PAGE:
Thursday, August 06, 2020

Every Missing Piece

Conklin, Melanie. Every Missing Piece
May 19th 2020 by Little, Brown Books for Young Readers
E ARC provided by Edelweiss Plus

Maddy is anxious about safety, especially since the death of her father several years previously. She has a routine of checking things every morning and evening, and is always on the alert. She has contacted the police department so many times that she has been told she is like the "boy who cried wolf" and told she needs to stop. Her mother has remarried, and Stan is a nice enough guy, but Maddy just doesn't connect with him. She has a good friend, Cress, and also a nemesis, Diesel Jessup, who used to be her friend but now threatens her any time she comes near his family's property. After seeing on the news that a boy named Billy is missing from a nearby community, Maddy's anxiety ramps up, and when there is a new boy at her school, Eric, she becomes obsessed with the fact that he is Billy. She takes his family a pie, and things don't seem right. Billy and a woman live in a trailer belonging to Diesel's dad, and there are a lot of red flags. Maddy tells Cress about this, and Cress agrees. The girls do their investigations without telling adults, because of Maddy's previous difficulties with the police. Eventually, there is some information that comes to light about Eric's situation, and Maddy's family steps in to help. Can Maddy come to terms with her new life when confronted with someone else's difficulties?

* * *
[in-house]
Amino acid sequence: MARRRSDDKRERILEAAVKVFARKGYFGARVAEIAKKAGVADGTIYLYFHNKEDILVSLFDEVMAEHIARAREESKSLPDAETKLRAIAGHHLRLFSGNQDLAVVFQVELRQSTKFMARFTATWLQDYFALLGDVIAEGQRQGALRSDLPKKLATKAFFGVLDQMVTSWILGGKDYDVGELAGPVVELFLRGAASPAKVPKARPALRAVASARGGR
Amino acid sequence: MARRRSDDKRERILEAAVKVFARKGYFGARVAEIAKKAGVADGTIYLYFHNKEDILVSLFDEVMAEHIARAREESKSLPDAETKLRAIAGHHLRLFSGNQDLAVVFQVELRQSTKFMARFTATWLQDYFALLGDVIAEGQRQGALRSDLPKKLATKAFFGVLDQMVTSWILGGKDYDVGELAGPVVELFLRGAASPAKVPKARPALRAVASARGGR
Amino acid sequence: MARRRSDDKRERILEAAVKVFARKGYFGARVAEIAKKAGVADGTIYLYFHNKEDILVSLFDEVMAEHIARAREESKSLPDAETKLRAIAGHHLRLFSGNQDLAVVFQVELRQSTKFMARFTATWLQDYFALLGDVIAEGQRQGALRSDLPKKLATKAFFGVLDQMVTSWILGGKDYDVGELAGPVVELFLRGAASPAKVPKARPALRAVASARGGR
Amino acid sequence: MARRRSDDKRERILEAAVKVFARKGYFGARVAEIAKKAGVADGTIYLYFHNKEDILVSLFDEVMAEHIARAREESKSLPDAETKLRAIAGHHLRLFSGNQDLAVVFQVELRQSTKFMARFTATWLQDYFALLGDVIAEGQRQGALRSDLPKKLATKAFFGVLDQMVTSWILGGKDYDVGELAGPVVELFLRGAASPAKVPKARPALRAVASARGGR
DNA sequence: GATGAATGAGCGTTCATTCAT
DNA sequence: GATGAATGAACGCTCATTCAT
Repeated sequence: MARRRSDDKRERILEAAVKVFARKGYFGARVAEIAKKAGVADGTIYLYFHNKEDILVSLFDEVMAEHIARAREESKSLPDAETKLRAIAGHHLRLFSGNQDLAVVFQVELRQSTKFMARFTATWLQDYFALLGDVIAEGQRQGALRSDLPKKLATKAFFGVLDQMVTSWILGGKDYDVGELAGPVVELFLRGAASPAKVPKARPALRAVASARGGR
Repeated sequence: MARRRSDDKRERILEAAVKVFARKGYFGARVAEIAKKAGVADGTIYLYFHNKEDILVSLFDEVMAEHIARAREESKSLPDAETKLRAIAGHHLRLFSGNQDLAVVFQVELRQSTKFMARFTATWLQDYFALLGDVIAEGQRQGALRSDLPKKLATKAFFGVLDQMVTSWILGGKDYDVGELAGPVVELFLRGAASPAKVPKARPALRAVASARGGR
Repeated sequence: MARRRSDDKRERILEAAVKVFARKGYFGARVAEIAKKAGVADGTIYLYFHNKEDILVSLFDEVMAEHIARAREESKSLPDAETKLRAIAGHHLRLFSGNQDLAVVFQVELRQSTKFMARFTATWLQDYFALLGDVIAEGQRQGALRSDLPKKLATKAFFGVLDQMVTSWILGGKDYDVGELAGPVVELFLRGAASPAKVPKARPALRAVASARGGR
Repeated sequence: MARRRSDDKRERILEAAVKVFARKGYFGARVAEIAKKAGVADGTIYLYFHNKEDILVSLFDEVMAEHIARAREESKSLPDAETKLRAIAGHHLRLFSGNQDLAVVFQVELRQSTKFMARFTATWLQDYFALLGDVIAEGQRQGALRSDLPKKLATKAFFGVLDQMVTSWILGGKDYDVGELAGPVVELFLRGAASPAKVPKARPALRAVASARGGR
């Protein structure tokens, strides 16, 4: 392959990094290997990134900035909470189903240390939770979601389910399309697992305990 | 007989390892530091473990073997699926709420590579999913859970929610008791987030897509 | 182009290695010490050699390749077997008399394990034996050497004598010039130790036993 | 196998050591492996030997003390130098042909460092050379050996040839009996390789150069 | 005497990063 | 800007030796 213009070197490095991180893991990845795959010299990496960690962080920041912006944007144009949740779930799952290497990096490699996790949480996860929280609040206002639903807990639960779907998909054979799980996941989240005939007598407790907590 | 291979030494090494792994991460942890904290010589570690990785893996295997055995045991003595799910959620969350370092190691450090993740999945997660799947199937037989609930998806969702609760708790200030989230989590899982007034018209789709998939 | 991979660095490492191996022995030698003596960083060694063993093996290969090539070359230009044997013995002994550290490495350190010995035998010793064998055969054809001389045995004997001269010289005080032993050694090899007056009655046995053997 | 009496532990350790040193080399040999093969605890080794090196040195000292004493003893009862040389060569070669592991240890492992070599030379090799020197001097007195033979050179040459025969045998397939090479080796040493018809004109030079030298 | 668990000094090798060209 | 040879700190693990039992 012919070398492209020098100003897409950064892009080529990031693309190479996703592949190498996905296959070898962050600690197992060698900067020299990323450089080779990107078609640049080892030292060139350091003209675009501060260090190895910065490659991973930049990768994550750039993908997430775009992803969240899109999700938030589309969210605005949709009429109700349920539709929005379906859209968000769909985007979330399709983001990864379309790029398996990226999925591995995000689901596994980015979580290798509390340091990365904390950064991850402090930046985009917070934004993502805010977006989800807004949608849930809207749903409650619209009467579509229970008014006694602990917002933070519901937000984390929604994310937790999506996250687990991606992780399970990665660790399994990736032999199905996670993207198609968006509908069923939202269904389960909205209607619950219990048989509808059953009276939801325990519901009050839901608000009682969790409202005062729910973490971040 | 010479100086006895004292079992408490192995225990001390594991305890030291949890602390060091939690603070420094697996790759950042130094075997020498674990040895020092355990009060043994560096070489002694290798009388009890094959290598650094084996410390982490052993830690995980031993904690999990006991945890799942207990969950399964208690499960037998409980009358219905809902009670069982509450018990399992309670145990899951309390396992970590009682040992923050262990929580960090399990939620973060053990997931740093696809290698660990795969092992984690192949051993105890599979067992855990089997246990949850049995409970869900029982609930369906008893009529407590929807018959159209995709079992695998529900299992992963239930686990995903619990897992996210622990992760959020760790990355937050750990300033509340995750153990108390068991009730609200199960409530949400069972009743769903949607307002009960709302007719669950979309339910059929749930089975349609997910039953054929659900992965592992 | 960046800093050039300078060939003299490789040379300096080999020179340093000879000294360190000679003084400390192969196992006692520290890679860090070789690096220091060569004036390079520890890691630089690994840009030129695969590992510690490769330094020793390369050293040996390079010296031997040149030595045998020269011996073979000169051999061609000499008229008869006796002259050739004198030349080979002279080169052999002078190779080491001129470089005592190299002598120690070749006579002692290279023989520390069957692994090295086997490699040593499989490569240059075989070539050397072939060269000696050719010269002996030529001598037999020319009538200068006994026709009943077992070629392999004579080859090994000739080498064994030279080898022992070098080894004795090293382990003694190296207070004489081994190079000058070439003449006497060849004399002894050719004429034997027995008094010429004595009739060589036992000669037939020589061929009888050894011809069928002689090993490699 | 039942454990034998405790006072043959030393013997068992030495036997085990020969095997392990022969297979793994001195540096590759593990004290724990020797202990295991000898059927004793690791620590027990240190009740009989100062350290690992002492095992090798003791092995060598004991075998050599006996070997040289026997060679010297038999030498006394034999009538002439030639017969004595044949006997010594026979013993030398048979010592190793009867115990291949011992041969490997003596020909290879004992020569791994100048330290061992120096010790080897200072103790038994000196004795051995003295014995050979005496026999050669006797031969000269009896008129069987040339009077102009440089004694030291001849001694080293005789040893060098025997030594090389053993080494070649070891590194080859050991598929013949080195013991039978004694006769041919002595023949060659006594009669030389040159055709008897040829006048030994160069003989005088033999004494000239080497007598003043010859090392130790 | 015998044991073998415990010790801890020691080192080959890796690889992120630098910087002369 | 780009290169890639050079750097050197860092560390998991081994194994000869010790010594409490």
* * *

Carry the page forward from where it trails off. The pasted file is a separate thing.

Strengths: This is on trend for middle grade literature featuring children who are overcoming trauma and grief in their family situations. Maddy has supportive teachers, parents, and friends, and her concern for others is touching. Eric's story moves quickly from being a suspect idea only in Maddy's head to being frighteningly real. Her issues with Diesel reflect the all too common middle school friend drama. I especially liked Stan's attempts to bond with Maddy.
Weaknesses: Therapy is mentioned, but Maddy is not portrayed as attending, which is too bad. She clearly needs to work through several issues.
What I really think: Great for fans of lyrical, "heartprint" novels like King's The Year We Fell From Space, Humphrey's Quack, Telgemeier's Guts, and LeGrand's Some Kind of Happiness.

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